In his bones, Nate is a straightforward rule-following teen, the product of his loving, kind but safety-conscious and wilderness savvy parents: he knows what is the right thing to do and is intrinsically impelled to do it. On the other hand, he is ambiguous about Dodge, who in life was always pushing him to try new and dangerous things, ones not necessarily approved by his parents. Dodge’s death, while on a foolhardy family boat delivery trip which also killed his dad and younger brother, obsesses Nate as he fears he could have prevented it.

The two escaped convicts are broadly sketched psychopathic bad guys and the identity of their guide is a minor though not wholly unexpected twist. All characters appear to be white but I’m not sure if there’s a hint or two that Nate’s Dad is indigenous – Kirkus doesn’t mention it so maybe not. 

I have been a fan of Mr Wynne-Jones’s earlier sophisticated, elegantly written, texturally complex books, The Emperor of Any Place and The Ruinous Sweep, so I was somewhat taken aback by the prosaic and straightforward nature of this book. There’s nothing wrong with it, it’s a reasonably decent adventure novel, but it just seems so much less than his previous novels. 

Thanks to Candlewick for the review copy.

Wilder Girls by Rory Power

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Wilder Girls by Rory Power
Delacorte, 2019

An eye-catching cover and intriguing premise is sure to bring readers to this YA speculative thriller, reminiscent of Jeff Vandermeer’s Annihilation.

18 months ago, the Tox hit Raxter School for Girls on a remote Maine island. Most of the teachers went mad and killed themselves, some girls lost or gained body parts, others mutated in different ways, and the flora and fauna on the island has grown larger and wilder. Narrator Hetty has lost an eye, her friend Byatt has grown a second spine and the hand of her other friend Reese has turned to silver scales.

With the CDC and Navy promising a cure, the school is quarantined behind a secure fence and cut off from all communications, but this precarious balance is blown when narrator Hetty joins the “Boat Shift” – the group that leaves the school to collect supplies – and when Byatt disappears. 

In the first part of the book Power leisurely builds the world with a few brief glimpses of life before the Tox. Character development does not seem to be a priority (main characters all default white) and even Hetty is not much more than a stereotypical YA dystopian protagonist. Her unresolved sexuality and out of the blue attraction to Reese provide some relief from the disease-driven plot, but the novel remains one-note overwrought, with life-threatening crises from page to page.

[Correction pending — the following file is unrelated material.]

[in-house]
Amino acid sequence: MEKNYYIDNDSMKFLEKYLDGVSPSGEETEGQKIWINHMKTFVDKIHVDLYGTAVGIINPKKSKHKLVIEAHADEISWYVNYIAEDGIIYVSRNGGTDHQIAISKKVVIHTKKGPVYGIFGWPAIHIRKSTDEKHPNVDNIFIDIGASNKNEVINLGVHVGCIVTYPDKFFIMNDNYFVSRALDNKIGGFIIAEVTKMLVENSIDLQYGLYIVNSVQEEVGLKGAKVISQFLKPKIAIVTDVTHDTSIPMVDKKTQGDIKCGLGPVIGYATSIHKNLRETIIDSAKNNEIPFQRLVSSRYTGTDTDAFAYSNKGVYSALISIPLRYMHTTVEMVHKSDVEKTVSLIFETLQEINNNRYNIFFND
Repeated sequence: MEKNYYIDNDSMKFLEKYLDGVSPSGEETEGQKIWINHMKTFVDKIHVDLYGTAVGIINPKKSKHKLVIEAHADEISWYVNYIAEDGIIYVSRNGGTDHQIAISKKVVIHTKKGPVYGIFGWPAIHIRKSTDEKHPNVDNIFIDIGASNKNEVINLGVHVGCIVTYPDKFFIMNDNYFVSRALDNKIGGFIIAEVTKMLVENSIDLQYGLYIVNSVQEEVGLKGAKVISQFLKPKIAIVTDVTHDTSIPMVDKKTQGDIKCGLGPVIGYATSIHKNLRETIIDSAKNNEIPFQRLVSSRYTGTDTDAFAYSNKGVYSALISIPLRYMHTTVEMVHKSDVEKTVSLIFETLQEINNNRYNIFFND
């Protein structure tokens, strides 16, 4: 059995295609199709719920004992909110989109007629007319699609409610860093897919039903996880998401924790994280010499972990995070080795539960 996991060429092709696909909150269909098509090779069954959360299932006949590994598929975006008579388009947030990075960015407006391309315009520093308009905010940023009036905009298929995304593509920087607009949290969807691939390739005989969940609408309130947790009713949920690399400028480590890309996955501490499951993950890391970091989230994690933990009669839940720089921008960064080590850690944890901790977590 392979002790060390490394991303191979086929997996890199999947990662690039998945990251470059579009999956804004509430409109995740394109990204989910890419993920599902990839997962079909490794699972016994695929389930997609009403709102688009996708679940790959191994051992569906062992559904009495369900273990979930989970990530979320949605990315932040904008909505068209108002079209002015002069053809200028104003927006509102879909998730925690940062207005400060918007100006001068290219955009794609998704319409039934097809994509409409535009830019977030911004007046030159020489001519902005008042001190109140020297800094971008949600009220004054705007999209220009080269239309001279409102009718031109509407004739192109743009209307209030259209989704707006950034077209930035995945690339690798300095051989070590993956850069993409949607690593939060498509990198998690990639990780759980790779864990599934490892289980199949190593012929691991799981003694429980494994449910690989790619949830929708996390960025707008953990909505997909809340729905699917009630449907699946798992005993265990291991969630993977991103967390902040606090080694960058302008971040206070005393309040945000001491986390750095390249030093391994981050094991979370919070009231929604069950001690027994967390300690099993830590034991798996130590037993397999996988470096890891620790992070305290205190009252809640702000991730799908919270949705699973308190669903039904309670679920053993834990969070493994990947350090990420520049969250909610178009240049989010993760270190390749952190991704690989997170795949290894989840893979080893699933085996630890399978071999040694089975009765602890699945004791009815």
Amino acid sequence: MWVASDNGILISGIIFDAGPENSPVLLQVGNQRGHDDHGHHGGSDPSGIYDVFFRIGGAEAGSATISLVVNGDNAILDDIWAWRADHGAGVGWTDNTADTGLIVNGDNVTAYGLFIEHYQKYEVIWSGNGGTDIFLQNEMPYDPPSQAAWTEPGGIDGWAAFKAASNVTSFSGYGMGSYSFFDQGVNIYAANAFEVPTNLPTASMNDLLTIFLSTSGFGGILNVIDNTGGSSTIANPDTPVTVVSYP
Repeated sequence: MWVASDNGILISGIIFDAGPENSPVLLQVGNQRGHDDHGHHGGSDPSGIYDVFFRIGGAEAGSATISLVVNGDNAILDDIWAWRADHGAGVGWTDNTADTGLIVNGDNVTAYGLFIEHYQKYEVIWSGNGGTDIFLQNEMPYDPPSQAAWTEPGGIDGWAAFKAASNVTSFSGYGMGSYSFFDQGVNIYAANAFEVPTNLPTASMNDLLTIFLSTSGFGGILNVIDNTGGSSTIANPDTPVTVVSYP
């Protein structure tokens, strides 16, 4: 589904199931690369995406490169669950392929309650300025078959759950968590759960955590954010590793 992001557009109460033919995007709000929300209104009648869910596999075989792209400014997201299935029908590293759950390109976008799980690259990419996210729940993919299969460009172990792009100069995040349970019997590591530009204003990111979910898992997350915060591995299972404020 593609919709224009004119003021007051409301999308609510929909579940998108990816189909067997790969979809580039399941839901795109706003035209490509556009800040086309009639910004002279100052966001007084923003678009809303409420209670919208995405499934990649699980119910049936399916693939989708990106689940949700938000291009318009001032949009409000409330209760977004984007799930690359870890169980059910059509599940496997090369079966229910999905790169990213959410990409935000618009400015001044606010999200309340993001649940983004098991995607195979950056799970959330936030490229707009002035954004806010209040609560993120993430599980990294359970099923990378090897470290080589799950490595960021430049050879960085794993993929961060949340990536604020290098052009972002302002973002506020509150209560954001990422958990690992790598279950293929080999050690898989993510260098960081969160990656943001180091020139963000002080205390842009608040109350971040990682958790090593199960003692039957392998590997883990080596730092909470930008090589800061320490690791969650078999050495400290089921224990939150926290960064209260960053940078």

The arc of the story follows a familiar pattern as Hetty and friends start to search for explanations and unravel a potential conspiracy (Maze Runner fans might have some ideas) and the plot picks up momentum, with fast-paced, occasionally gruesome, action and horror. 

An environmental theme is introduced late in the novel and with many questions unanswered a sequel is sure to follow. 

Thanks to Delacorte and Netgalley for the digital review copy.

 

The Bridge Home by Padma Venkatraman

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The Bridge Home by Padma Venkatraman
Nancy Paulsen, February 2019

A heart-wrenching and deeply moving story about impoverished street kids in India. When sisters Viji and Rukku’s alcoholic father moves from beating their mother to hitting them, they run away from their village home to a big city. Viji is 11 and though Rukku is older, she has an intellectual disability so Viji makes the decisions.

With little money and without knowing anybody, Viji tries to find work and shelter, and they encounter threatening adults and kids as well as kind ones, eventually finding familial companionship with two boys, Arul and Muthu, sharing their tent home on an abandoned bridge. While Rukku finds some independence making necklaces, Viji picks up the boys’ trade of rag-picking but it’s a precarious life on the street particularly for girls and particularly with the rainy season threatening.

The reader is aware from the beginning that Viji and Rukku will be separated and this knowledge looms over the narrative, as Viji recalls their journey as though recounting it to Rukku, in the same way that she tells her nightly stories about two princesses.

Venkatraman (A Time to Dance, 2014)  shines a light on the appalling conditions that thousands of Indian children live in, through this short and elegantly written novel. Viji conveys the menace that some adults present but the author keeps this appropriate for a middle grade reader and is not explicit on the genuine and appalling threats that face the street kids. An author’s note gives more details.

Reviewed from an ARC.